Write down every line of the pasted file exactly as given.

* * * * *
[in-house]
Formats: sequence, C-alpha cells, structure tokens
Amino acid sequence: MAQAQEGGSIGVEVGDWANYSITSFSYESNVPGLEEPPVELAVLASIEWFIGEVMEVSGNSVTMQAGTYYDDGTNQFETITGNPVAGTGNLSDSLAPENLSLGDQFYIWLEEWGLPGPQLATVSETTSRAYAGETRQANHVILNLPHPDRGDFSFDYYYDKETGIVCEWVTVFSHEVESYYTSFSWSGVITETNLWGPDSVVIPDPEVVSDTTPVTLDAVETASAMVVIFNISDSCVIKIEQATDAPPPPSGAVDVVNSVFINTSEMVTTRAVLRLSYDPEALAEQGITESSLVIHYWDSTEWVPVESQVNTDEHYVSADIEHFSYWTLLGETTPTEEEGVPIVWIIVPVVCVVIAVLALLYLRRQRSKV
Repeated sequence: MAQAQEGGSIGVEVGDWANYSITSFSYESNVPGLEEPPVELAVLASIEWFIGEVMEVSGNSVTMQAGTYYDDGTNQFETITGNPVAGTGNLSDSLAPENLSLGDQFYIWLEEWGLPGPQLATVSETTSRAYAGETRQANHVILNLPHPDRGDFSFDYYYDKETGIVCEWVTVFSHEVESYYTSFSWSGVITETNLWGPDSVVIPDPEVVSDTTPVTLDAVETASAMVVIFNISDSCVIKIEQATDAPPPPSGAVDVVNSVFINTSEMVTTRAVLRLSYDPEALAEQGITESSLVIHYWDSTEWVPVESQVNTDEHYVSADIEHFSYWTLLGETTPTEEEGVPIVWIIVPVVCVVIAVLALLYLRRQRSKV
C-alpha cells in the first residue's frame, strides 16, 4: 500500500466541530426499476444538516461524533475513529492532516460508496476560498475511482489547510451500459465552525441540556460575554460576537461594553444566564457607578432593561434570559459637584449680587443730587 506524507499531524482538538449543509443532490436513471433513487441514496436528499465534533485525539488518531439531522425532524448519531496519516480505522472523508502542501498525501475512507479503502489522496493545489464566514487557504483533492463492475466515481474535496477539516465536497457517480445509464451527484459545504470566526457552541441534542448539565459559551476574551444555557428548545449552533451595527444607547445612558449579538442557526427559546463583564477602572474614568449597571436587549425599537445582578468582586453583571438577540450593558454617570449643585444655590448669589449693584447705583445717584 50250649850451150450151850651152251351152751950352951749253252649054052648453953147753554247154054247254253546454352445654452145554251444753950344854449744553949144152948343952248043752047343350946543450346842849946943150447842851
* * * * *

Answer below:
[in-house]
Formats: sequence, C-alpha cells, structure tokens
Amino acid sequence: MAQAQEGGSIGVEVGDWANYSITSFSYESNVPGLEEPPVELAVLASIEWFIGEVMEVSGNSVTMQAGTYYDDGTNQFETITGNPVAGTGNLSDSLAPENLSLGDQFYIWLEEWGLPGPQLATVSETTSRAYAGETRQANHVILNLPHPDRGDFSFDYYYDKETGIVCEWVTVFSHEVESYYTSFSWSGVITETNLWGPDSVVIPDPEVVSDTTPVTLDAVETASAMVVIFNISDSCVIKIEQATDAPPPPSGAVDVVNSVFINTSEMVTTRAVLRLSYDPEALAEQGITESSLVIHYWDSTEWVPVESQVNTDEHYVSADIEHFSYWTLLGETTPTEEEGVPIVWIIVPVVCVVIAVLALLYLRRQRSKV
Repeated sequence: MAQAQEGGSIGVEVGDWANYSITSFSYESNVPGLEEPPVELAVLASIEWFIGEVMEVSGNSVTMQAGTYYDDGTNQFETITGNPVAGTGNLSDSLAPENLSLGDQFYIWLEEWGLPGPQLATVSETTSRAYAGETRQANHVILNLPHPDRGDFSFDYYYDKETGIVCEWVTVFSHEVESYYTSFSWSGVITETNLWGPDSVVIPDPEVVSDTTPVTLDAVETASAMVVIFNISDSCVIKIEQATDAPPPPSGAVDVVNSVFINTSEMVTTRAVLRLSYDPEALAEQGITESSLVIHYWDSTEWVPVESQVNTDEHYVSADIEHFSYWTLLGETTPTEEEGVPIVWIIVPVVCVVIAVLALLYLRRQRSKV
C-alpha cells in the first residue's frame, strides 16, 4: 500500500466541530426499476444538516461524533475513529492532516460508496476560498475511482489547510451500459465552525441540556460575554460576537461594553444566564457607578432593561434570559459637584449680587443730587 506524507499531524482538538449543509443532490436513471433513487441514496436528499465534533485525539488518531439531522425532524448519531496519516480505522472523508502542501498525501475512507479503502489522496493545489464566514487557504483533492463492475466515481474535496477539516465536497457517480445509464451527484459545504470566526457552541441534542448539565459559551476574551444555557428548545449552533451595527444607547445612558449579538442557526427559546463583564477602572474614568449597571436587549425599537445582578468582586453583571438577540450593558454617570449643585444655590448669589449693584447705583445717584 50250649850451150450151850651152251351152751950352951749253252649054052648453953147753554247154054247254253546454352445654452145554251444753950344854449744553949144152948343952248043752047343350946543450346842849946943150447842851